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Implementing Svelte Custom Transitions

Mark Volkmann
author of the Manning book “Svelte and Sapper in Action”
・3 min read

# Implementing Custom Transitions
From Svelte and Sapper in Action by Mark Volkmann
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This article walks through implementing custom transitions with Svelte and Sapper.

Take 40% off Svelte and Sapper in Action by entering fccvolkmann into the discount code box at checkout at manning.com.

Implementing custom transitions is easy. The only thing required is to write a function that follows a few basic rules. The function should take two arguments, the DOM node to be transitioned and an options object. Examples of options include:

delay - This is the number of milliseconds to wait before the transition begins.
duration - This is the number of milliseconds over which the transition should occur.
easing - This is an easing function that takes a value between zero and one, and returns a value in that same range.

Options which are specific to a given transition can also be provided. For example, the fly transition accepts x and y options.

The function must return an object whose properties include the transition options and a css method. The css method must return the appropriate CSS string for the number between zero and one which is returned by calling the easing function. Svelte takes care of honoring the delay and duration options.

The transition options returned can be given default values which are used when they aren’t passed to the custom function. For example, default values for duration and easing can be provided.

The css method has passed a time value between zero and one. It must return a string containing CSS properties to be applied to the DOM node for that time value. Examples of CSS properties which might vary over time include opacity, size, font size, position, rotation, and color.

Here’s an example of a custom transition. It animates the scale and rotation of an element to make it appear to spiral down a drain when removed from the DOM. We apply this to a div element containing the text "Take me for a spin!" sized to wrap to two lines. Press the "Toggle" button to toggle between hiding and showing the div element. Check the "Springy" checkbox to use the backInOut easing function instead of the linear easing function.

Figure 1. custom transition
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Copy this code to the REPL to try it.
Listing 1. src/App.svelte

 <script>
  import {backInOut, linear} from 'svelte/easing';

  let springy = false;
  $: duration = springy ? 2000 : 1000;
  $: easing = springy ? backInOut : linear;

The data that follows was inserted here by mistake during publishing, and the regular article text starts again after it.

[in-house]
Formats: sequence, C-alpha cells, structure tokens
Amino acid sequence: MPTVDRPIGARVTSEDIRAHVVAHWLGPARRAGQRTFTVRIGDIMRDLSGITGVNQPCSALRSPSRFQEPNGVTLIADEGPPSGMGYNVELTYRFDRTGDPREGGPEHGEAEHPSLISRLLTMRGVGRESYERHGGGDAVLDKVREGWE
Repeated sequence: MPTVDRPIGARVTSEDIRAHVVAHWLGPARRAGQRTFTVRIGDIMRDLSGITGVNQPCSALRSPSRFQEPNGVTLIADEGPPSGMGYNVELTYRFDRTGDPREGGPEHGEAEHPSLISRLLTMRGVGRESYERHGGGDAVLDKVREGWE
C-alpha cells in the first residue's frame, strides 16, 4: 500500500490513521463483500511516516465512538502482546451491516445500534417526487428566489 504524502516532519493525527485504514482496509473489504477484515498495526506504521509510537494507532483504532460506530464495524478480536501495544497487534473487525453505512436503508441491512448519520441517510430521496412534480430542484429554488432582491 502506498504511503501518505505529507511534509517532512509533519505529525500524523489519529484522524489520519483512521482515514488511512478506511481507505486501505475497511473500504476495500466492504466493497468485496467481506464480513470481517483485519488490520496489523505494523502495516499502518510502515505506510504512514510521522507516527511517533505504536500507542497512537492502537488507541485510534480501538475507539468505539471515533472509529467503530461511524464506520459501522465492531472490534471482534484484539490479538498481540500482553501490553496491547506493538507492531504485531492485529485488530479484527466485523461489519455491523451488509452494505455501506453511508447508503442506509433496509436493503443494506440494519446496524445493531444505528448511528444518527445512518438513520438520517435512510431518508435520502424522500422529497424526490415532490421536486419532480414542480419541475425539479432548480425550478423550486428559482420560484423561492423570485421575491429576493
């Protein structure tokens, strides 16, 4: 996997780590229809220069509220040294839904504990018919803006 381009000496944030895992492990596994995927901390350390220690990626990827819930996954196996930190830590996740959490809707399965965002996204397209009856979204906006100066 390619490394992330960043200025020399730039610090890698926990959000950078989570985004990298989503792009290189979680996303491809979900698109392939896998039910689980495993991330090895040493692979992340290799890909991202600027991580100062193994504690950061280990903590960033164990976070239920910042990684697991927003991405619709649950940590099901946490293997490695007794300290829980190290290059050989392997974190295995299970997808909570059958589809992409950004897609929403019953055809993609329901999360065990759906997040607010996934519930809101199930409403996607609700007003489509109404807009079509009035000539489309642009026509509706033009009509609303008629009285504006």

$: options = {duration, easing, times: 2};

  let show = true;
  const toggle = () => show = !show;

  function spin(node, options) {
    const {easing, times = 1} = options;
    return {
      ...options,
      css(t) {                              1 
        const eased = easing(t);            2
        const degrees = 360 * times;        3
        return `transform: scale(${eased}) rotate(${eased * degrees}deg);`;
      }
    };
  }
</script>

<label>
  <input type="checkbox" bind:checked={springy} /> Springy
</label>
<div>duration = {duration}</div>
<button on:click={toggle}>Toggle</button>

{#if show}
  <div class="center" in:spin={options} out:spin={options}>        4
    <div class="content">Take me for a spin!</div>
  </div>
{/if}

<style>
  .center {                             5
    position: absolute;
    left: 50%;
    top: 50%;
    transform: translate(-50%, -50%);
  }

  .content {
                                        6
    position: absolute;
    transform: translate(-50%, -50%);

    font-size: 64px;
    text-align: center;
    width: 300px;
  }
</style>
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❶ The value of t passed to the css method varies between zero and one during an "in" transition and between one and zero during an "out" transition.
❷ Recall that easing functions return a value between zero and one inclusive.
❸ This is the degrees through which to spin.
❹ The reasons for using in and out instead of transition is explained in the book.
❺ This has a width and height of zero and it’s only used to center the content on the page.
❻ These CSS properties give rotation about the center.

If you want to learn more about the book, check it out on Manning’s liveBook platform here.

Discussion (1)

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James Nisbet

Would be cool to provide a link to the REPL in future

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